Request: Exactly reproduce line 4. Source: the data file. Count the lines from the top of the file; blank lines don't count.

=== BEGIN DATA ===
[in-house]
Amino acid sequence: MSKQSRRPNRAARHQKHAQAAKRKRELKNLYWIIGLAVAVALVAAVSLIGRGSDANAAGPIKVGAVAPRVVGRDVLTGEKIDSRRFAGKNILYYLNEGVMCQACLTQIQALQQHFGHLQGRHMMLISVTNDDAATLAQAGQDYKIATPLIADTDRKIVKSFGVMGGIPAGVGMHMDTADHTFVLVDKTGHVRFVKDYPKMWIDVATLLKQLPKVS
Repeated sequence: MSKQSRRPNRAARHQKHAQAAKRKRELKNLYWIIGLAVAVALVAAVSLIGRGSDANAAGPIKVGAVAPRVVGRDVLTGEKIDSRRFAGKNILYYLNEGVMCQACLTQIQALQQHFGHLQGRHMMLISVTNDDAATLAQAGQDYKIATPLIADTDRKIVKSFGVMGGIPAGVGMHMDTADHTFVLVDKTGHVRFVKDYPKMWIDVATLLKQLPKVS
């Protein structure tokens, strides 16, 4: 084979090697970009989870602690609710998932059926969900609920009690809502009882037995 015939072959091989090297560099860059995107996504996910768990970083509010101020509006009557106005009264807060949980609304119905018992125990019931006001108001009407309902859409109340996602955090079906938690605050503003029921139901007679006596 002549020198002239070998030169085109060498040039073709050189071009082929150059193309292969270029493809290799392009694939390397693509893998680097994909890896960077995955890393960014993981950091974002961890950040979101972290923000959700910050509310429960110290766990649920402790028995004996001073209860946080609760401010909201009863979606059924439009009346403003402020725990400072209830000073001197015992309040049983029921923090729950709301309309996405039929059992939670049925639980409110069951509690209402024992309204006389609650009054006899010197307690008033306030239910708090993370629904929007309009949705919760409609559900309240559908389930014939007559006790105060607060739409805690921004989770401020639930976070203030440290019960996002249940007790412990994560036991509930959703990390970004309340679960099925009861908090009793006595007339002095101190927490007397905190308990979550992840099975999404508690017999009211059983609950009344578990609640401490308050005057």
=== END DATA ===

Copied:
């Protein structure tokens, strides 16, 4: 084979090697970009989870602690609710998932059926969900609920009690809502009882037995 015939072959091989090297560099860059995107996504996910768990970083509010101020509006009557106005009264807060949980609304119905018992125990019931006001108001009407309902859409109340996602955090079906938690605050503003029921139901007679006596 002549020198002239070998030169085109060498040039073709050189071009082929150059193309292969270029493809290799392009694939390397693509893998680097994909890896960077995955890393960014993981950091974002961890950040979101972290923000959700910050509310429960110290766990649920402790028995004996001073209860946080609760401010909201009863979606059924439009009346403003402020725990400072209830000073001197015992309040049983029921923090729950709301309309996405039929059992939670049925639980409110069951509690209402024992309204006389609650009054006899010197307690008033306030239910708090993370629904929007309009949705919760409609559900309240559908389930014939007559006790105060607060739409805690921004989770401020639930976070203030440290019960996002249940007790412990994560036991509930959703990390970004309340679960099925009861908090009793006595007339002095101190927490007397905190308990979550992840099975999404508690017999009211059983609950009344578990609640401490308050005057």